The Tony Hawk’s Pro Skater (THPS) series did two things right: be hard enough to keep people coming back for more, and have an entertaining soundtrack for people to enjoy while taking on the challenges of the game.
The game came out on September 20, 2000, for the Sony PlayStation. It was developed by Neversoft and published by Activision, and was also ported to the Nintendo 64, Dreamcast, PC, Mac, Game Boy Advance, Game Boy Color, and there is even an iOS port.
In fact, THPS 2 is the second-highest rated game of all time according to Metacritic (behind The Legend of Zelda: Ocarina of Time) and the highest-rated sports game of all time. The game was also the highest rated game of the 2000s. Players were tasked with completing a set of achievements in two minutes, such as finding the five letters of the word SKATE and finding five objects relating to the level. In addition, doing tricks between certain areas added to your score, as well as the variation of tricks, which means you couldn’t just 50-50 grind and kickflip your way to the highest possible score. You could even customize your skater’s tricks and special moves.
At the time, professional skateboarding was surging in popularity, with more people under the age of 18 riding skateboards than playing baseball. Real-life skaters were included in the game, such as Tony Hawk himself, street skater Rodney Mullen, and Steve Caballero. THPS 2 was also the first game in the series to include a level editor and allowed players to create their own skater. Levels such as School and Hangar were among the fan favorites, and Skatestreet was an actual skatepark located in Ventura, California. Skate Heaven was the final level and was an amalgamation of several real-life skate spots.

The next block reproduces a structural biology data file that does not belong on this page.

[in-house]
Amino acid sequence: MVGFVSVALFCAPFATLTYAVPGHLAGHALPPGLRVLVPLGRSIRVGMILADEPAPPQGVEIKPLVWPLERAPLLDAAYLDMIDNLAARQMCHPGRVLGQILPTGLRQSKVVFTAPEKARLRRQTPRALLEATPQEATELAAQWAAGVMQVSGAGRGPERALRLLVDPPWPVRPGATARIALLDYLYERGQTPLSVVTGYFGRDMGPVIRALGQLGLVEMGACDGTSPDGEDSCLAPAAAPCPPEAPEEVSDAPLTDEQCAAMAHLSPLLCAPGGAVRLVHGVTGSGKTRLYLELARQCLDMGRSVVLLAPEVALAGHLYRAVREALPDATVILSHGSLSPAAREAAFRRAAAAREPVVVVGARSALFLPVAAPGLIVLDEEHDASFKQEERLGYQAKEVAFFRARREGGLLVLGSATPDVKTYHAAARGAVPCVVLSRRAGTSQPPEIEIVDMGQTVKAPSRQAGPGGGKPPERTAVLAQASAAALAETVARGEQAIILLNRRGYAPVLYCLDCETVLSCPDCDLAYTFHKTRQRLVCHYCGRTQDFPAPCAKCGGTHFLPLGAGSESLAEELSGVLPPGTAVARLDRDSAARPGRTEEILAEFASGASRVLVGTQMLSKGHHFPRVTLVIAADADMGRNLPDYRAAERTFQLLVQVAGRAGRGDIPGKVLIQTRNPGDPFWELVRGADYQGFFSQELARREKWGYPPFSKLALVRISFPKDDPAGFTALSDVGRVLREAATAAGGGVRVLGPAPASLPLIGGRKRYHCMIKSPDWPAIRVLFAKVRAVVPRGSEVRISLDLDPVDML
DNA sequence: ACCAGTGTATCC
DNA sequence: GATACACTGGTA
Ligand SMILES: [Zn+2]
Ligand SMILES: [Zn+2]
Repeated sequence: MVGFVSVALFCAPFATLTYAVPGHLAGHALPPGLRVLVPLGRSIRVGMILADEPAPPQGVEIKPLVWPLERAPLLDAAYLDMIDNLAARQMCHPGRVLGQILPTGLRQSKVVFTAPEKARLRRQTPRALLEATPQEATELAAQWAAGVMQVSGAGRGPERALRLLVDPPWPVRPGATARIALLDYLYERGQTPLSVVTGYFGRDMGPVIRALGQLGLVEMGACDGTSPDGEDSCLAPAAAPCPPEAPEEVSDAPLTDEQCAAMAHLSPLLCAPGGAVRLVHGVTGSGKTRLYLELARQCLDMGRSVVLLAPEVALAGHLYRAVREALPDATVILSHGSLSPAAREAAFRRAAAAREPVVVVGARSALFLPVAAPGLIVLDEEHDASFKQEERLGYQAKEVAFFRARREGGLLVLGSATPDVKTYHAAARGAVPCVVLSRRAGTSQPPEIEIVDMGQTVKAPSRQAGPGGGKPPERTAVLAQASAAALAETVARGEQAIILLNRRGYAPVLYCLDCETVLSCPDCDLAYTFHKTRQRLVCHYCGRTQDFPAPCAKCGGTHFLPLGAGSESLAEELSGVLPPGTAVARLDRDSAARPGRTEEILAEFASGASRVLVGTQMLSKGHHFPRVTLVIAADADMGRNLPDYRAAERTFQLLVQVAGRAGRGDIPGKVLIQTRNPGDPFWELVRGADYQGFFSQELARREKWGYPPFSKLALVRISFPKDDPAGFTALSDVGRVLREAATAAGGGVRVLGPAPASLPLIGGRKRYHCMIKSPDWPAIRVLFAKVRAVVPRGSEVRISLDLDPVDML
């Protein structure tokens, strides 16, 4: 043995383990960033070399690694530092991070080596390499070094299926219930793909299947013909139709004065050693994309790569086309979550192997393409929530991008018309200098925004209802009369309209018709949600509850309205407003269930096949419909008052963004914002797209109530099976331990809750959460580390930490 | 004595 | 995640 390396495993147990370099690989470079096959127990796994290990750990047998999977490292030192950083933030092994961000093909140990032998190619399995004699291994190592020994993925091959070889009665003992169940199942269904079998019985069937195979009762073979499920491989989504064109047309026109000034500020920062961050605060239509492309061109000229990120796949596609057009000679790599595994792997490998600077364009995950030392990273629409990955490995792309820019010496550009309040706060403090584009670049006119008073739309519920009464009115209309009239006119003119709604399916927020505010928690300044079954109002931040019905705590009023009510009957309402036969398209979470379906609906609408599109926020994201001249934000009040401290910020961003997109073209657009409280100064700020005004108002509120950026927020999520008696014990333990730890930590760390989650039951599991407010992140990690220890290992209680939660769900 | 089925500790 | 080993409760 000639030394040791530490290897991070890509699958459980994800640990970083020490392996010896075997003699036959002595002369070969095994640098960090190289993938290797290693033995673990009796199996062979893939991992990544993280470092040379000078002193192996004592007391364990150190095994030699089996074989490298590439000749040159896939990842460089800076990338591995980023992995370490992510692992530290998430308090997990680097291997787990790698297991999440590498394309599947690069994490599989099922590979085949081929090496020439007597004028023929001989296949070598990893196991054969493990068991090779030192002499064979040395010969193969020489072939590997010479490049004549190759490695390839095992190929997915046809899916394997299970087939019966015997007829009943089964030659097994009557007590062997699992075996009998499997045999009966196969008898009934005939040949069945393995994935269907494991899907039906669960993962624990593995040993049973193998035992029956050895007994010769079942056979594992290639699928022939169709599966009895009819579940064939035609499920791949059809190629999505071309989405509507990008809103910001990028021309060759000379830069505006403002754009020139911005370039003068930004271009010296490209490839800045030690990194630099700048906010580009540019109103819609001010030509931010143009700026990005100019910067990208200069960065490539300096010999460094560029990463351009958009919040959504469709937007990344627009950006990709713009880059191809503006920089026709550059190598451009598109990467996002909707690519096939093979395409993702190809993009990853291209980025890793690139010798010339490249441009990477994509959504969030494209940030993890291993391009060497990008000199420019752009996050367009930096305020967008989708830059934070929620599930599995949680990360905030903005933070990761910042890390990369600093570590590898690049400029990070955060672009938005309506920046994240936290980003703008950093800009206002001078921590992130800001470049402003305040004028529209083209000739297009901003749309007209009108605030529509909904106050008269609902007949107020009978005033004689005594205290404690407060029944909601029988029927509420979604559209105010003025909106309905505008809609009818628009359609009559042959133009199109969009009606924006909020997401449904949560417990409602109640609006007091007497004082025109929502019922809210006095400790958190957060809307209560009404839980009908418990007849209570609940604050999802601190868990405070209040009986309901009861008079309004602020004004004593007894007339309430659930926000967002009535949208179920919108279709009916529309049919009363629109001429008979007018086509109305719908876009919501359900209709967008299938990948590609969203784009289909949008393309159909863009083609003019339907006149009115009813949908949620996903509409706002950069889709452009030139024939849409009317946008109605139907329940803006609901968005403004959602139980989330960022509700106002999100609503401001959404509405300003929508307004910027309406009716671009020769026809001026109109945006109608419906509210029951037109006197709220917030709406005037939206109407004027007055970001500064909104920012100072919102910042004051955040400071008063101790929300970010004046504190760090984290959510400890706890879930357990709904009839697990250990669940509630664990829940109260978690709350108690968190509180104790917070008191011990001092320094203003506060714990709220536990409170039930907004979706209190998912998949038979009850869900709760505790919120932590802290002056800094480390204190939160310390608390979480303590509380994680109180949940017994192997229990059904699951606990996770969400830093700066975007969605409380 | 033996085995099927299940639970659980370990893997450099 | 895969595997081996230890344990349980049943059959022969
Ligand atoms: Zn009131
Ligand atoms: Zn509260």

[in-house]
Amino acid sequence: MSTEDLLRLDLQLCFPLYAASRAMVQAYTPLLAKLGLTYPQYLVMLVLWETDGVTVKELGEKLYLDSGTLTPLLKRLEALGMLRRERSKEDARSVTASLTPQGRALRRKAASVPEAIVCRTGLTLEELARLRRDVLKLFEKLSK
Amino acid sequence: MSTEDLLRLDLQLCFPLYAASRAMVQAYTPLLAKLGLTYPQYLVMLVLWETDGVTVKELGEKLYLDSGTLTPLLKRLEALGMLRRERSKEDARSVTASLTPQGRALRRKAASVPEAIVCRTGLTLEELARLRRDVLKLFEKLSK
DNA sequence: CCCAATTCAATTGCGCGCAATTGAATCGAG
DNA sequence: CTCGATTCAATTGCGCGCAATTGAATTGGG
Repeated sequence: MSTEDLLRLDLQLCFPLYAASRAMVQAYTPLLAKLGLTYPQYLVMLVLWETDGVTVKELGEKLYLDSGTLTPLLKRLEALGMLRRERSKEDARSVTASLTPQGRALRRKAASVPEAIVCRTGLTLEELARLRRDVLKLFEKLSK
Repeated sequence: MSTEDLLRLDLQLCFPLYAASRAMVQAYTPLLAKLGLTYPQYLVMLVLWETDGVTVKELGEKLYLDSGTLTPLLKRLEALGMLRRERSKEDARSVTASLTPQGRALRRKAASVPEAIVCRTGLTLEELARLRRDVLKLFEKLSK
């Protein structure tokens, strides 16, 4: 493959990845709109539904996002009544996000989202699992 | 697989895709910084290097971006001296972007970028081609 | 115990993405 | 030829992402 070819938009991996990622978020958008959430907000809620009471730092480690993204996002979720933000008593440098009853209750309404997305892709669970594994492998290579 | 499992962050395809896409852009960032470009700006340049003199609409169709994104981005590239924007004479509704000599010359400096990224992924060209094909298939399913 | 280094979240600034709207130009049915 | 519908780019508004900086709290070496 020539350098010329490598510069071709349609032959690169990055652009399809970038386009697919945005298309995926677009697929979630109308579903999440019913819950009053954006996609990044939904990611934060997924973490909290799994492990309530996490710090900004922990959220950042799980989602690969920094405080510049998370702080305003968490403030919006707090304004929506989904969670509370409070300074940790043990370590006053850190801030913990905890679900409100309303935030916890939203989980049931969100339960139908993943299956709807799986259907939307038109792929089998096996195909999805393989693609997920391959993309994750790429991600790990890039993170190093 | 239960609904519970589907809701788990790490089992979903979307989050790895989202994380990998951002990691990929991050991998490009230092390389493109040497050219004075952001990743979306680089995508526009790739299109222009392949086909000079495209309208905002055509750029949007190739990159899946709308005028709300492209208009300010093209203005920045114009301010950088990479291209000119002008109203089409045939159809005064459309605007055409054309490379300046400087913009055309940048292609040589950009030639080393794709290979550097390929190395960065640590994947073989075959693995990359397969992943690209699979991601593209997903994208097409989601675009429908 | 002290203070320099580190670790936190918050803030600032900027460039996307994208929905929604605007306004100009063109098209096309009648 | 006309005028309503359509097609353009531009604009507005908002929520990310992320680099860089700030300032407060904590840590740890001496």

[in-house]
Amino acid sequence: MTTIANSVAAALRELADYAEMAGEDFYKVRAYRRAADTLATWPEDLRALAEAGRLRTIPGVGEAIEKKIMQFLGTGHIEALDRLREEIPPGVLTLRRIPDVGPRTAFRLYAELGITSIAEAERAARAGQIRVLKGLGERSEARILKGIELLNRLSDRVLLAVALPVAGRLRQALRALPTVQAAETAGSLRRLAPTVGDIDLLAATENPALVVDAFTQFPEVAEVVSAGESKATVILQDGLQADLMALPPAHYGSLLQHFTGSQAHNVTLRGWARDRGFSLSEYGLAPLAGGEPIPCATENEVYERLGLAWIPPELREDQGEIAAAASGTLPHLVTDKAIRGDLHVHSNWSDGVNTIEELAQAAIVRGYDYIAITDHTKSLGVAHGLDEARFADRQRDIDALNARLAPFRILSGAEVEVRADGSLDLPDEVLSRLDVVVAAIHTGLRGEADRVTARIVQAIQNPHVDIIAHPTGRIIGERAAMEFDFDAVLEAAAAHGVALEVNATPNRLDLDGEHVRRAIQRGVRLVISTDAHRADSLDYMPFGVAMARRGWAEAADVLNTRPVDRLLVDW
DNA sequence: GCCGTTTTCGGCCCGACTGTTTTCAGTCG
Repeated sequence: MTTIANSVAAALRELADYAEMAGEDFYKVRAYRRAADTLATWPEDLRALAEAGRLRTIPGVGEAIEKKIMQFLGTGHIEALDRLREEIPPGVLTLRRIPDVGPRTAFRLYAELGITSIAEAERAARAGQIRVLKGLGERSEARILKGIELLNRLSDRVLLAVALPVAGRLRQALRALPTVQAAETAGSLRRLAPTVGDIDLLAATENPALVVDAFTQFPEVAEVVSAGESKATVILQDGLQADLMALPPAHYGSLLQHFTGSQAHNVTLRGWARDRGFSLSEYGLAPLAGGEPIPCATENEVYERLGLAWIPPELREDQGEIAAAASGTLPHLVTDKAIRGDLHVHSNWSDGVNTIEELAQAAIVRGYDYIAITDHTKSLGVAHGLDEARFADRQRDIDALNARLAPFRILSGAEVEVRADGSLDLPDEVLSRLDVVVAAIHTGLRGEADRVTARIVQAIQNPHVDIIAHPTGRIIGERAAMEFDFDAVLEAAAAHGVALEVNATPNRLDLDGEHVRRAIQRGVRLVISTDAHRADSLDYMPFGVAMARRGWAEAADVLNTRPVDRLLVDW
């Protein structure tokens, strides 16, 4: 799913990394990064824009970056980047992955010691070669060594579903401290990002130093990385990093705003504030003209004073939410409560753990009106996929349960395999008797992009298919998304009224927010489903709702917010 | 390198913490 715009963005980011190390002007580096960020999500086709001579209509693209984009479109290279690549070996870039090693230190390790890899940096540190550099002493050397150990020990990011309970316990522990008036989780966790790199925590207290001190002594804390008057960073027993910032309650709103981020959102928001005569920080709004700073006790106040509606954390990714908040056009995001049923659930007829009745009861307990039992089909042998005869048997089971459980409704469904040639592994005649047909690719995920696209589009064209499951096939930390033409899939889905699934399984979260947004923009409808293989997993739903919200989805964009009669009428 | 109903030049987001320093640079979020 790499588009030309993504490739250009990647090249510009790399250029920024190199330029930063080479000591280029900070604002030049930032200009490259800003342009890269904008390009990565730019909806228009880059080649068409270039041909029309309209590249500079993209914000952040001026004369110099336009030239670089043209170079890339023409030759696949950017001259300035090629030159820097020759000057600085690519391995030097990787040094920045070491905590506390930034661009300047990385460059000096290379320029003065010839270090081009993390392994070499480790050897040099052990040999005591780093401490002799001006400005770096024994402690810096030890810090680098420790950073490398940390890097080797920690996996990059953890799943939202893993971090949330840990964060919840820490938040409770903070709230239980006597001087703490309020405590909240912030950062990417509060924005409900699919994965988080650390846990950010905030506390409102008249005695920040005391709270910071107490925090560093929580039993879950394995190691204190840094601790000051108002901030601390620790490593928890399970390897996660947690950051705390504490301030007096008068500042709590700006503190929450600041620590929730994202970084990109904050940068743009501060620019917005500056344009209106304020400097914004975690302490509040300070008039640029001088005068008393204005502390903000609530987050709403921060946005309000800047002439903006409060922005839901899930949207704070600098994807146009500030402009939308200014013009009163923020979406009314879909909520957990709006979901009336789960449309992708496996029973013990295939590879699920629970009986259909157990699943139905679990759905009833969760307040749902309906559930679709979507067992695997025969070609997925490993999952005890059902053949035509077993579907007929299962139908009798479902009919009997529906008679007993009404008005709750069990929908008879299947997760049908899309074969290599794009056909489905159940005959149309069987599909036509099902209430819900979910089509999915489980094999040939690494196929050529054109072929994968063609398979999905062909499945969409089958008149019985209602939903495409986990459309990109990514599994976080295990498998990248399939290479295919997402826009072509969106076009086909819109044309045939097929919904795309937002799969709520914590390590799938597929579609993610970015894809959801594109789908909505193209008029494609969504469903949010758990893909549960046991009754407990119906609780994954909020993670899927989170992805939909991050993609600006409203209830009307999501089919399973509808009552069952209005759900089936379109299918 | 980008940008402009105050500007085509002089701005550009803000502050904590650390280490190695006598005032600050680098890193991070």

What made THPS 2 so great aside from its challenging gameplay? Many people would argue that the soundtrack helped give the game a lot of replay value. Bands such as Papa Roach and Rage Against the Machine had songs in the game, while underground hip-hop groups such as The High & Mighty and Styles of Beyond created two of my favorite songs in the game in “B-Boy Document 99” and “Subculture”. Having spent hundreds (possibly thousands?) of hours in this game, it is safe to say that this was one of the formative games of my childhood. Tony Hawk himself even said that the THPS series is one of the biggest reasons why he is still popular to this day.
While the THPS franchise has been on hiatus since 2015, Tony Hawk himself said this year that he wants to continue the franchise without Activision’s help. “Not from Activision. I’m potentially working on something but it’s so early I couldn’t talk about it. I don’t have any contracts signed but it’s exciting. I feel like it’s with the right people so I should know more in the next couple months,” he said in the interview with Destructoid. This means that a new THPS game could be around the corner in the next couple of years, but hopefully, it isn’t the disaster that THPS 5 was.
Neversoft producer Ralph D’Amato, who worked on all the THPS games up to Project 8, announced that a documentary about how the THPS franchise is in the works, Pretending I’m A Superman. However, as of this writing, the Indiegogo campaign has stalled, with only $17,409 in funding out of $75,000.